Les Misérables

Ladj Ly’s film is constructed like, and seemingly for, episodic television.

Its film precedents are obvious – La Haine, Training Day – moreso than the Hugo it evokes in title and script – but the clear nod is to David Simon and The Wire, and the film feels every bit built to stream. It’s a supercut with an deliberately premature iris fade, quickly layering in its cohorts (eg, SCU flics, urban squad bosses, Muslim Brotherhood, drugrunners and Roma/Gypsies proxying perhaps for Cirque Romanès in the mix) to prototype conflicts along religious, racial, generational, and tribal lines. It’s well-cast, and thematically rich, but it stops a bit short of cinema to world-build a pilot project for what would seem to be an obvious Amazon Studios seasonal.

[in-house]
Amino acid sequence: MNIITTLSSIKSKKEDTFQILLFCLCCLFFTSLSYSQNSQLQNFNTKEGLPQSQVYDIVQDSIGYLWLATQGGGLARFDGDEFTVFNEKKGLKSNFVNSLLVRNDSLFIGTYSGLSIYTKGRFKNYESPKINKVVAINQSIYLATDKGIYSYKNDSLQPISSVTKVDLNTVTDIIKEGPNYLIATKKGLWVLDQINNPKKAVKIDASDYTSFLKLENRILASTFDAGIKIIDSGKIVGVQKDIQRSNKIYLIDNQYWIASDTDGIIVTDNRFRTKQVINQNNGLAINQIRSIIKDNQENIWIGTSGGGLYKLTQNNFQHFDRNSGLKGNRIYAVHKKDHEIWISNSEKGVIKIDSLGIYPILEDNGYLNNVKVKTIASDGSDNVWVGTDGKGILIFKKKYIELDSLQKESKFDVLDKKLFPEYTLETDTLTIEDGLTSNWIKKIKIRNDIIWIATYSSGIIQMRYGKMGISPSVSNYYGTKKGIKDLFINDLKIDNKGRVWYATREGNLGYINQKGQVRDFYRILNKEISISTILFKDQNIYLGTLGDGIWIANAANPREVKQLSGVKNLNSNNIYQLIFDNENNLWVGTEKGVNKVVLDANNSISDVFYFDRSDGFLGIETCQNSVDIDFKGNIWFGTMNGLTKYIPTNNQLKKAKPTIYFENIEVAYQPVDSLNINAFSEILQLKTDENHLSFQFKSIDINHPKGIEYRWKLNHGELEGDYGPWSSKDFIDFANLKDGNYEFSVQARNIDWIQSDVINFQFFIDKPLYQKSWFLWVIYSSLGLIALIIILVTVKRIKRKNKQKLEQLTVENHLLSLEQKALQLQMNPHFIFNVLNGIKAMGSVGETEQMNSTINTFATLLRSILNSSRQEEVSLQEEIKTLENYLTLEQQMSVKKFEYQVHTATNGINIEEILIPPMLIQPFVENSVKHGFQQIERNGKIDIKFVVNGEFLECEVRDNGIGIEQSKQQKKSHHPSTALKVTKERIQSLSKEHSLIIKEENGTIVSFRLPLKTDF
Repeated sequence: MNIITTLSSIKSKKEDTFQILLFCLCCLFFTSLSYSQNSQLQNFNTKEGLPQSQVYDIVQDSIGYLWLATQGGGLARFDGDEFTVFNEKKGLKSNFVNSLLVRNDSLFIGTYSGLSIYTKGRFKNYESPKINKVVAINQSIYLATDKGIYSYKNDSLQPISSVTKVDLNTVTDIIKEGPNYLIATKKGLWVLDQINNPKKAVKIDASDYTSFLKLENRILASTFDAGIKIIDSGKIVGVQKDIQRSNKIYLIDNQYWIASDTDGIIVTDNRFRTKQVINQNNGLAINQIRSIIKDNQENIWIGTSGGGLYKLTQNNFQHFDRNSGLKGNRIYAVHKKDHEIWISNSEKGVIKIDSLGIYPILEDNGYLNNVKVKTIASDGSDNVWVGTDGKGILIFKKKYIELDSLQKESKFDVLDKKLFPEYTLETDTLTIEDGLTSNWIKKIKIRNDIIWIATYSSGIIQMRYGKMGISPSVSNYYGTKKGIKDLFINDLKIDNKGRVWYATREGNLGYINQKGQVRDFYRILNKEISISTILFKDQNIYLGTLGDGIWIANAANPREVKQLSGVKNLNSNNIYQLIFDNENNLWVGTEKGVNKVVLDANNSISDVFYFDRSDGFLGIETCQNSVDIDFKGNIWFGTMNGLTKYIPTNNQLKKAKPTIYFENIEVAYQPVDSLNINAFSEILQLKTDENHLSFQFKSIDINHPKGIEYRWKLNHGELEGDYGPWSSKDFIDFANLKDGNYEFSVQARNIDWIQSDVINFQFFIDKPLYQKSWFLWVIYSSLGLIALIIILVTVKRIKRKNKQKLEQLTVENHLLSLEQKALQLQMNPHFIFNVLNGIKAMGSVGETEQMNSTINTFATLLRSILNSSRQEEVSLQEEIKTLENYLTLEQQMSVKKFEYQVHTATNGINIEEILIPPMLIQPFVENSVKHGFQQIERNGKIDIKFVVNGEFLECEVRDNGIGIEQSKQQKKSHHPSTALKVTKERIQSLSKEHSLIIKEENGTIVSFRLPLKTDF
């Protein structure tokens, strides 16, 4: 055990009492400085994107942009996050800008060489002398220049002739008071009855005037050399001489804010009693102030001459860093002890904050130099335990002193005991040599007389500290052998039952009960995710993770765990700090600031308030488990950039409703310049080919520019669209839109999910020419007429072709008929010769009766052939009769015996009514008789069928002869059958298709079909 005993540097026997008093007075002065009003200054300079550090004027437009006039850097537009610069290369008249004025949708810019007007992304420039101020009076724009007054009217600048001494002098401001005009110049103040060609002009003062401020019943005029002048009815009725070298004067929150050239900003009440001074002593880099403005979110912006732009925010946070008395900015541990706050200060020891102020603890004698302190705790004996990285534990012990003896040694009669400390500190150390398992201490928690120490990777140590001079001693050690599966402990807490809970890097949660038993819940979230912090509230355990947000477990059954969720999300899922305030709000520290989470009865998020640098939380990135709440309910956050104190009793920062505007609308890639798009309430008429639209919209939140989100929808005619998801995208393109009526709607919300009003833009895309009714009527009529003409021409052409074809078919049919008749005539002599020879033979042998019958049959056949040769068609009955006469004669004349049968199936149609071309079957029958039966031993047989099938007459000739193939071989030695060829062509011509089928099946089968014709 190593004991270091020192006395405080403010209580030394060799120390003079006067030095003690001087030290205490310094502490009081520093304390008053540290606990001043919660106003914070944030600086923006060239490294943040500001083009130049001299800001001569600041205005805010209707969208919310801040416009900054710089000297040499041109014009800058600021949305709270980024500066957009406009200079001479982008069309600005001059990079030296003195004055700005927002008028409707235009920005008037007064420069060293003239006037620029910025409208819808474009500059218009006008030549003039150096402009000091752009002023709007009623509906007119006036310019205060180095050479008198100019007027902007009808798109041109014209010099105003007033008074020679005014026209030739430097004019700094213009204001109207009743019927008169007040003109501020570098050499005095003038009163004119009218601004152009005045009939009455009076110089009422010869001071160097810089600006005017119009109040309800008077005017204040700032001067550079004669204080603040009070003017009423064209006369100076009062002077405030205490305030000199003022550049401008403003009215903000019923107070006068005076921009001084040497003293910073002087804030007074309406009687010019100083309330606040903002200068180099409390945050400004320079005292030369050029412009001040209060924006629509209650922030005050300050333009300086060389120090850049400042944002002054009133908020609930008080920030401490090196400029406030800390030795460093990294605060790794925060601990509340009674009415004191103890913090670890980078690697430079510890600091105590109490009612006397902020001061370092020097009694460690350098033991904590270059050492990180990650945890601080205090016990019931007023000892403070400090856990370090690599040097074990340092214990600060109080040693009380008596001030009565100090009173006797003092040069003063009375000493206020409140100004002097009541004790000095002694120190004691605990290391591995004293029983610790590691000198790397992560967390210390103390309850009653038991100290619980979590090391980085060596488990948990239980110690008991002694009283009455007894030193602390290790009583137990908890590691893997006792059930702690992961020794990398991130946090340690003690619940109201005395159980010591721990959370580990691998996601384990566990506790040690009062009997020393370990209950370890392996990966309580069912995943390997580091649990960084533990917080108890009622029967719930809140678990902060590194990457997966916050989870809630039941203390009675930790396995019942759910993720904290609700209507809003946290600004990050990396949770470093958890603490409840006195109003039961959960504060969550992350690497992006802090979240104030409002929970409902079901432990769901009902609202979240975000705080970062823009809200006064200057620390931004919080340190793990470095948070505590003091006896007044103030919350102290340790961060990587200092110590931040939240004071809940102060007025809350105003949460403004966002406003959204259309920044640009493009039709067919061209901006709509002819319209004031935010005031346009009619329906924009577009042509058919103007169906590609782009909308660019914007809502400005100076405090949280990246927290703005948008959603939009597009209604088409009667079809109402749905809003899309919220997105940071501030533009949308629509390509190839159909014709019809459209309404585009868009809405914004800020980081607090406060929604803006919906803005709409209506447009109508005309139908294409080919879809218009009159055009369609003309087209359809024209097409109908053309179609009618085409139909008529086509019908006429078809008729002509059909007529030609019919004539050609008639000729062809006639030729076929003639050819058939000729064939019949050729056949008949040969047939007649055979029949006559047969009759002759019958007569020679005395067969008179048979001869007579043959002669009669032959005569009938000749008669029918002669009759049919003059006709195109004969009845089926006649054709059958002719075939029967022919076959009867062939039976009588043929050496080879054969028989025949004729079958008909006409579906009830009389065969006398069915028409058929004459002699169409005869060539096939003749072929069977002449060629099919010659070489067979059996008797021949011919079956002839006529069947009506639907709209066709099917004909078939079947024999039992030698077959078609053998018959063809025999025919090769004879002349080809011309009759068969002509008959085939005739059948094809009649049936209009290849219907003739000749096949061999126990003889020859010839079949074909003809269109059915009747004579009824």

The sense of place is rich – Ladj Ly has been iterating in Montfermeil for over many years, and introduced JR to the banlieue after the riots of 2005, where they’d collaborate on paste-ups and large scale installations, which JR documented in the 2015 short Les Bosquets. Ly himself did a quick 16 minute run at his feature in 2017, which one can still see for a couple weeks on MUBI.

Given the strength of the competition, especially Céline Sciamma’s Portrait of a Lady on Fire, it’s a little surprising Les Misérables got both the Jury nod at Cannes and was the French designee for International Film category. Hopefully that means some production momentum to further evolve the project. I’d probably sign on to the series, even if most of the plotting and scenario is familiar – the US could use a crossover banlieue procedural to update still quaint notions of what 21c Paris is and may yet be.

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